Welcome to India: The largest democracy in the world, where the government is of the people, by the people, and for the people. That implies that it is the people who drive the nation. But being a country with a population of over 1.3 billion doesn't really work in our favour.
India is the country of emotions with people from diverse religions, ethnicity and culture, where people have the right to vote and choose their own leaders, among many other rights. The Constitution of India was formed in such a way that equality is maintained among all of its citizens. However, that has some bad implications as well.
India has become the place where the Karni Sena can destroy theatres and attack a school bus full of children over a movie and still get away with it. The only place where rapists are given death penalty AFTER 4 years of brutally killing 'Nirbhaya', the case which got worldwide attention. Of course, the democracy has its faults.
But it's time to debate on whether the Constitution is at fault or are we to blame, and whether the democracy is going the way it is supposed to...
On the occasion of our 69th Republic Day, the day when the Constitution of India came into existence, we asked India if the Constitution is flawed or it is us to be blamed.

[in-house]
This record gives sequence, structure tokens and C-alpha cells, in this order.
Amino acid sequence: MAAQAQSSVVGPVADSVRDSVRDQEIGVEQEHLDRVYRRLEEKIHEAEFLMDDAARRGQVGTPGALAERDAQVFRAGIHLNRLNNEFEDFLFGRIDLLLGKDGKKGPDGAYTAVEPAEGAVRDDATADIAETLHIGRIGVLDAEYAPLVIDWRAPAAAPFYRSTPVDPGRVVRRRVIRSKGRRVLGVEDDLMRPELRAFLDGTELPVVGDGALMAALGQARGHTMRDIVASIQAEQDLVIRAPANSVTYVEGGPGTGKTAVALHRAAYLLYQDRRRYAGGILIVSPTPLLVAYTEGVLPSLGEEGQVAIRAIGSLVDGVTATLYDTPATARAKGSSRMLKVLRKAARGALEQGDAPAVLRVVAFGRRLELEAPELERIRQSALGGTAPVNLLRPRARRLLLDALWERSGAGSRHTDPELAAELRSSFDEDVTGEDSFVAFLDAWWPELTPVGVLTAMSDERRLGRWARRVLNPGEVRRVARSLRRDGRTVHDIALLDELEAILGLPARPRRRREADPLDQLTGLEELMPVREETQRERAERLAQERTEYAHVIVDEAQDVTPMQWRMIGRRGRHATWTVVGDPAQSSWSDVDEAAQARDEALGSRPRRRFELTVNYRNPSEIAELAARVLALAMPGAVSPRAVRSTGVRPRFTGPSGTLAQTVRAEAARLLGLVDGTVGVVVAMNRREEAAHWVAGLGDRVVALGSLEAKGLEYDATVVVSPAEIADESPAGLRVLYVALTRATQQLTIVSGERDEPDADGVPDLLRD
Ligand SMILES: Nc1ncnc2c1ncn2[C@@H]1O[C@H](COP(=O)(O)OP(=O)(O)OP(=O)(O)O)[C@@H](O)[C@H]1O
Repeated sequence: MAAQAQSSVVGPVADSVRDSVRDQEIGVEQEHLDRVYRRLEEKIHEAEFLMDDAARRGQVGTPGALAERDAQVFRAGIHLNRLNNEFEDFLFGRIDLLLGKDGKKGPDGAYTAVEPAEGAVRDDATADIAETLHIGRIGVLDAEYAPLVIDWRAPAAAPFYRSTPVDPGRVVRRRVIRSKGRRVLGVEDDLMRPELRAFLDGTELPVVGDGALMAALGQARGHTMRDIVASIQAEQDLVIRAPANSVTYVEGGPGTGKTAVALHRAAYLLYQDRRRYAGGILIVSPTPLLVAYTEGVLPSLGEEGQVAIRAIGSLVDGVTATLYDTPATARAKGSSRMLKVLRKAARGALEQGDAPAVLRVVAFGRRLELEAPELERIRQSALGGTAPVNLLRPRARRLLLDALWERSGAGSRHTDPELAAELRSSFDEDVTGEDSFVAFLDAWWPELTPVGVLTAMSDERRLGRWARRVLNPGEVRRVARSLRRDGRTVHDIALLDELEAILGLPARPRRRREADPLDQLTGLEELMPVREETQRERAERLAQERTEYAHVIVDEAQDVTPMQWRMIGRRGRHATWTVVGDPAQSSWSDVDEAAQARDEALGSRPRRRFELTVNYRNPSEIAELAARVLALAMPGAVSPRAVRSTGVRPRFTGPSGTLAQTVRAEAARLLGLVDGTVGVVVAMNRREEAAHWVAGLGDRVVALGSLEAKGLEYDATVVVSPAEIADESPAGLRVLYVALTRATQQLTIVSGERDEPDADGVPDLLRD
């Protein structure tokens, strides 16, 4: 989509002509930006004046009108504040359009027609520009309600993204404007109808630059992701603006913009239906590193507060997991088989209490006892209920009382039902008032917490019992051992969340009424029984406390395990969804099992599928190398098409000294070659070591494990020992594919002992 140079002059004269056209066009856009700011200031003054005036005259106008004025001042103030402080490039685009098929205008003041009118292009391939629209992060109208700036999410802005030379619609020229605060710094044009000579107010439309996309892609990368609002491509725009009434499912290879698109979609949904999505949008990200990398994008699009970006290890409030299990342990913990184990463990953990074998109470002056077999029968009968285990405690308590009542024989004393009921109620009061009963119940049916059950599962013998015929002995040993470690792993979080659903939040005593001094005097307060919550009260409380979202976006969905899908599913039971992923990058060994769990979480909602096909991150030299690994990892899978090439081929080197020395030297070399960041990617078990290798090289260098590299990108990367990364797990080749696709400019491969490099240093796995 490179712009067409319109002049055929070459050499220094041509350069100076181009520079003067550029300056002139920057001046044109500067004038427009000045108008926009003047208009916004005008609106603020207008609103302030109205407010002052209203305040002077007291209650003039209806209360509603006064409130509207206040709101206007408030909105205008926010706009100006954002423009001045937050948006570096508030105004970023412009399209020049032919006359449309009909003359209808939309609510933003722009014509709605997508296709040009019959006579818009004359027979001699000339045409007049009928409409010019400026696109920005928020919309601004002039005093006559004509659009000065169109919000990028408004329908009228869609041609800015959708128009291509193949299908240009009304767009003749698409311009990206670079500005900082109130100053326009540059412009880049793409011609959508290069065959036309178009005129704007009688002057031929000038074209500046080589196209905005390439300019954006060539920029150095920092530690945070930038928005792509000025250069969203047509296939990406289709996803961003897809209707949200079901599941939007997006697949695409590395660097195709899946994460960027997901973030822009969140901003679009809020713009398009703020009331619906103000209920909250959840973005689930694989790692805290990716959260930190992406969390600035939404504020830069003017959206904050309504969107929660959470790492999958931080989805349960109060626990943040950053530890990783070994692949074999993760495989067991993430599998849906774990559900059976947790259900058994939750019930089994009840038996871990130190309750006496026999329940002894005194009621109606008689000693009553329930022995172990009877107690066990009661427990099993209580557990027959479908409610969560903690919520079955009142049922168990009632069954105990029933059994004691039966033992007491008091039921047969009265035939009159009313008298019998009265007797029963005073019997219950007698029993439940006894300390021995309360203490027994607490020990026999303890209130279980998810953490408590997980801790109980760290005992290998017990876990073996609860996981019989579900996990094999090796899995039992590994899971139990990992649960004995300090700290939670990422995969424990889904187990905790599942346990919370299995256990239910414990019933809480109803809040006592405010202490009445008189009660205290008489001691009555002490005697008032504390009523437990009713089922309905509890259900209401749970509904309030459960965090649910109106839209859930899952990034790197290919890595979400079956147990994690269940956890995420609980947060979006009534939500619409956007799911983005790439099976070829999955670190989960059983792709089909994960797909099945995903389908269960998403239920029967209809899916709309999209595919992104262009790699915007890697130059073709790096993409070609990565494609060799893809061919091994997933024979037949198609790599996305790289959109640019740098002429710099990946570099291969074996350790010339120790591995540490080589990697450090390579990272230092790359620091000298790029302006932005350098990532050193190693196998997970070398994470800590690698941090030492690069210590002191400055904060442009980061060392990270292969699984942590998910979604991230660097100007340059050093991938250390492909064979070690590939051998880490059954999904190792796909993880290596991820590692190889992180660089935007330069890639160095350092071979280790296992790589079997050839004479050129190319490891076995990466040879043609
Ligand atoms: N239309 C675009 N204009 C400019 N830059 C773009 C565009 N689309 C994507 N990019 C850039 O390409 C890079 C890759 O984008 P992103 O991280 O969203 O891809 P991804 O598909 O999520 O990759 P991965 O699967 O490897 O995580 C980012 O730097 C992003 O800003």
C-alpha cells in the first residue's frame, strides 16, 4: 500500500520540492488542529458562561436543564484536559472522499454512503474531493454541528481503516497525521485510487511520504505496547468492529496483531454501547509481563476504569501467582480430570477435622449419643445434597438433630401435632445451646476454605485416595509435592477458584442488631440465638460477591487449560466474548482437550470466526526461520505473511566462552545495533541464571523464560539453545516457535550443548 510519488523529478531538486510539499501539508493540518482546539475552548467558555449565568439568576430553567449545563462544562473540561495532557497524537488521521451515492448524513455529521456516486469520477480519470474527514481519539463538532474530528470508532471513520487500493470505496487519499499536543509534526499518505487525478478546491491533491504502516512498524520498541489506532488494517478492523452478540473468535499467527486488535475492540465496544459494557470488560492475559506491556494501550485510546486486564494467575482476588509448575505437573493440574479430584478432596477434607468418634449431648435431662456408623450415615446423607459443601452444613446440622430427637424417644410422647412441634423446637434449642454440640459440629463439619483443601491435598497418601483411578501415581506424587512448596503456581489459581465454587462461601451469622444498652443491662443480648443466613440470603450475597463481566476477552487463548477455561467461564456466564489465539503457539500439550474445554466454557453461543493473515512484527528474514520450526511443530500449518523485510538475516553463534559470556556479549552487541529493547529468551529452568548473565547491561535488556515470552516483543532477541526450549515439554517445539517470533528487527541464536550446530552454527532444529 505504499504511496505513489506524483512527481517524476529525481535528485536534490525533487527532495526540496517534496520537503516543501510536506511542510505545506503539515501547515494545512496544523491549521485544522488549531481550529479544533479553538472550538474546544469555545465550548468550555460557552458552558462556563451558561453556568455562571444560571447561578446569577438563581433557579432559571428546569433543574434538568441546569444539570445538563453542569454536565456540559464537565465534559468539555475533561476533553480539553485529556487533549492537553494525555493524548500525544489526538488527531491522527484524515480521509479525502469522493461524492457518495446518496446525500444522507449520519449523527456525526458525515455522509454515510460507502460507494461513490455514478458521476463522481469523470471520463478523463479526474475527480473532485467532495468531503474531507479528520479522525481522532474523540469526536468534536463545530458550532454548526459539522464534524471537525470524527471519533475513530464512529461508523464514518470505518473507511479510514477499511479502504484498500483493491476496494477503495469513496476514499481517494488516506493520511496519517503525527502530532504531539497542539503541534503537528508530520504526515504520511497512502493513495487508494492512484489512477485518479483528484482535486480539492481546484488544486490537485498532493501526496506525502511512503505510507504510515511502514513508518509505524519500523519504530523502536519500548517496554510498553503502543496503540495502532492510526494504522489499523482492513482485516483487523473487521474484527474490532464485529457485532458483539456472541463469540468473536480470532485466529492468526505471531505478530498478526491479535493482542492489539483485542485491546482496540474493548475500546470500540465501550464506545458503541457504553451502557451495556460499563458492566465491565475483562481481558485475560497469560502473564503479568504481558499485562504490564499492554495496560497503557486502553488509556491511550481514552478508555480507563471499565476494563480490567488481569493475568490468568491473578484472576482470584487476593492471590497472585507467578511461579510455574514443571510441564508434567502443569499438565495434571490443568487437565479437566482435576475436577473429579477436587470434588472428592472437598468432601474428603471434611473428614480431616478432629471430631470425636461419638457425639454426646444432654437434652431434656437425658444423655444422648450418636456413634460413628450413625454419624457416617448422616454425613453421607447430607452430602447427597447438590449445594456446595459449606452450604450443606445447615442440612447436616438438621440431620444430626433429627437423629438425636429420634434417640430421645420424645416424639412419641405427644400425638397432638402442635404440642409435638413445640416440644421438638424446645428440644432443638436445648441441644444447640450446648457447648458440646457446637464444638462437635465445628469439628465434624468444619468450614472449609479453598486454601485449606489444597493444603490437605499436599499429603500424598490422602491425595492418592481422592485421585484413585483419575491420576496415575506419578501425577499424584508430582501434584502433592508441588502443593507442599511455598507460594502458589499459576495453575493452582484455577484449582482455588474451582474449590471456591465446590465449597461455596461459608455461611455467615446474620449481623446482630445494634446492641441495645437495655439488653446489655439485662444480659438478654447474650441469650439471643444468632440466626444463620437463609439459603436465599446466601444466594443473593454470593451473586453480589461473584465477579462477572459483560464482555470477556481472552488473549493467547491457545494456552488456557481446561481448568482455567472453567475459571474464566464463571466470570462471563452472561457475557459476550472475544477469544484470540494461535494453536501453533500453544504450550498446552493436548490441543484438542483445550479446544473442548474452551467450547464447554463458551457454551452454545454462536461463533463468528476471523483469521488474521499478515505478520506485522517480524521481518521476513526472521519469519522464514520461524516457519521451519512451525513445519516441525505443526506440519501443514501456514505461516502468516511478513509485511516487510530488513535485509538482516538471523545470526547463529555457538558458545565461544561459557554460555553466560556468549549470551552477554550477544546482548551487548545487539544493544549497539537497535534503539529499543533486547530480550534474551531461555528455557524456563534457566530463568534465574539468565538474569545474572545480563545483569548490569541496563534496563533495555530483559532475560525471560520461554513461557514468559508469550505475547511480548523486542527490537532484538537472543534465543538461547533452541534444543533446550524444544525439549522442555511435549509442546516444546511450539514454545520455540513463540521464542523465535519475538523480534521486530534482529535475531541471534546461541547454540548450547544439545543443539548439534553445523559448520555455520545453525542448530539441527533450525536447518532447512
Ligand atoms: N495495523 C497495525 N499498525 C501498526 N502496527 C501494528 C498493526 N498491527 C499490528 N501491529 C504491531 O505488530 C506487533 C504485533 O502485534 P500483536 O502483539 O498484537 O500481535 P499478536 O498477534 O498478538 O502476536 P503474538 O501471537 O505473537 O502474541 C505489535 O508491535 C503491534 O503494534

While almost 50% of the people said we and our politicians have failed the Constitution. Although the laws were made to unite us and give us equality, we have used it for our advantage, in all the wrong ways. Around 21% people said the laws aren't good enough and that is the problem. Another 22% were of the opinion, har sikke ke do pehlu hote hai. But another small percent said, nothing is really wrong with the country and we're doing just fine. See for yourself:
Whilst the Karni Sena is attacking school children and destroying public as well as private properties, are the people satisfied with the way the government is handling the situation? There were water cannons and police forces resorted to violence to counter the protesters after the Nirbhaya case. But now that all this is going on, we hardly see any reaction from the government. Which brings us to the question, if this is the death of democracy?
Almost 48% said yes, the democracy is on the verge of disappearance. Many of the comments were directly against Modi Sarkar and disapproved the way things are going. However, 6% said we needed a good dictator to bring things back on track. The rest 45%? They said whatever is going on implies we are free enough to express our opinions. Here are some of them:
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